Shadows after Electropolishing Stainless Steel
What causes shadows on larger electropolished stainless steel parts?
Q. We recently starting electropolishing stainless steel. As we get into more complex and larger parts, we get results that look like shadows on them. Do you have any suggestions on how to prevent this problem? –M.T.
A. You have a problem with current distribution. There a few things you can try to solve this problem. The cathodes can be rearranged to give you better coverage of the part. You can use conforming cathodes to do the same thing. Shields made of plastic can be placed around the high-current-density areas of the parts being electropolished. Ideally, you want the parts to have a “clear view” of the cathodes, meaning that you need a current density that does not vary greatly on different areas of your parts. This is where conforming cathodes and shields play an important role.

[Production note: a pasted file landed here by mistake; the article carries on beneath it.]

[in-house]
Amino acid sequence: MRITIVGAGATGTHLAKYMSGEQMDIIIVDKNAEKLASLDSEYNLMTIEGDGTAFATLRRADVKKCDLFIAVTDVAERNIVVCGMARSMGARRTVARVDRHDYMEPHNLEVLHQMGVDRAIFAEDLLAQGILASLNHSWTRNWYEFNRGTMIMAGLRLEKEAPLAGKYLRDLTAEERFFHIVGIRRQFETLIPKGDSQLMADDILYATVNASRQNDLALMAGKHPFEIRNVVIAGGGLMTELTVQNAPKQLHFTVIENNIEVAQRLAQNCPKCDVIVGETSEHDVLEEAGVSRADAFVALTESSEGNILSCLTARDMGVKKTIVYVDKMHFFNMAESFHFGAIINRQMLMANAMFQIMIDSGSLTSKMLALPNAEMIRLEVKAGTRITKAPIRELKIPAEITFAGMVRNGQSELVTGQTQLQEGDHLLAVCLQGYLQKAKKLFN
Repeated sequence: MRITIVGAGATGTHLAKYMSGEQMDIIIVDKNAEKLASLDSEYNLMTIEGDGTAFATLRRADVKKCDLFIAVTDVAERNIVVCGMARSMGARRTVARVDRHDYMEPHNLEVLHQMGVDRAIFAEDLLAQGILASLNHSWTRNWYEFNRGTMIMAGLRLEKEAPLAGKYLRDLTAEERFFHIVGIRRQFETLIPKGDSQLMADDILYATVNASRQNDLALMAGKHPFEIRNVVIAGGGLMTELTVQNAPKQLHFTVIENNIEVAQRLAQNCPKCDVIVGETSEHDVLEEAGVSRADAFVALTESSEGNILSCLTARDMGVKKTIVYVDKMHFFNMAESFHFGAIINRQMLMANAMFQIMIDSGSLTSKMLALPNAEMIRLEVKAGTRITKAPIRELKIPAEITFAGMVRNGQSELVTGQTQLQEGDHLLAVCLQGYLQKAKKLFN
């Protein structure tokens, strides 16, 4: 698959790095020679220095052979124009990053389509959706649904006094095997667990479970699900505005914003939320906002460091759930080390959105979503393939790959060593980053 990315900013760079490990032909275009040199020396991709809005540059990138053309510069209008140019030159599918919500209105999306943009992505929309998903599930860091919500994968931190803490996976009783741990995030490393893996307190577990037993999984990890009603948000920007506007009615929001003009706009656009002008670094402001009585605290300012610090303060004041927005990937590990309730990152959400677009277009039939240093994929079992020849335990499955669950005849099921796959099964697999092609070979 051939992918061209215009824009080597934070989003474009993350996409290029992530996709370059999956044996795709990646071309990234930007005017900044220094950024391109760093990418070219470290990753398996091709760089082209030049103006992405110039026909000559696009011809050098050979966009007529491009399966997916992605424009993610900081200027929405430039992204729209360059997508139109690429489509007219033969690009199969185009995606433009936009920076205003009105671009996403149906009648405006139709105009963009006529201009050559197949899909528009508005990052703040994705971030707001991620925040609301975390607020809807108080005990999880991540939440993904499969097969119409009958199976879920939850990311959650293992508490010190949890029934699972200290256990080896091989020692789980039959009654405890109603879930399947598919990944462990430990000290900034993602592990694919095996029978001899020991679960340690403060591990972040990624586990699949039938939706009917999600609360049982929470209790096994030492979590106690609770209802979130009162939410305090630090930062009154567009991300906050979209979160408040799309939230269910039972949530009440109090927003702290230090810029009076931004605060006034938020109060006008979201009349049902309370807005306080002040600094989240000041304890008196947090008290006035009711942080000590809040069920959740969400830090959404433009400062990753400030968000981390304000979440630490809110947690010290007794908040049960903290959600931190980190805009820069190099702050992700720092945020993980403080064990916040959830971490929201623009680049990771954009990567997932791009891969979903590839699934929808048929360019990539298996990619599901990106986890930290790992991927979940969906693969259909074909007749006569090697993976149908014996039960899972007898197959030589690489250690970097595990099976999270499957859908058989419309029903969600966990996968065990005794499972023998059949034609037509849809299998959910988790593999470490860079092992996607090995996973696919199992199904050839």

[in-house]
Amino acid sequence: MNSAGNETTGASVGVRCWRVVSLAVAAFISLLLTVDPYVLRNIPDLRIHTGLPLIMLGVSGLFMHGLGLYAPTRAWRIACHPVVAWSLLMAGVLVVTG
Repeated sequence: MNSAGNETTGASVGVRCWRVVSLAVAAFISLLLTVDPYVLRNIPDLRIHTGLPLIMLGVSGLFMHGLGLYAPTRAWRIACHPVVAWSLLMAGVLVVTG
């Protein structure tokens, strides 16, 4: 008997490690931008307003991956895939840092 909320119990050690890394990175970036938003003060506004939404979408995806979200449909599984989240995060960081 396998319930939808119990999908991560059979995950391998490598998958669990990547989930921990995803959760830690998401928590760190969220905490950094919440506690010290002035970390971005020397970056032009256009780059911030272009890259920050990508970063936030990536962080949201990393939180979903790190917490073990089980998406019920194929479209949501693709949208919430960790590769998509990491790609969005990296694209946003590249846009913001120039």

Which of these methods will work best for you? You will have to do some experimentation to determine this. You can get a better understanding of the process by going to pfonline.com and searching with the keywords “conforming anode”* and “shields.”
*Note: In the case of electropolishing you are using conforming cathodes, but the basic principles are the same for conforming anodes and cathodes.
A primer on this inexpensive and highly efficient process.
A review of available test methods, common applications and innovative instrumentation...
Masking is employed in most any metal finishing operation where only a specifically defined area of the surface of a part must be exposed to a process. Conversely, masking may be employed on a surface where treatment is either not required or must be avoided. This article covers the many aspects of masking for metal finishing, including applications, methods and the various types of masking employed.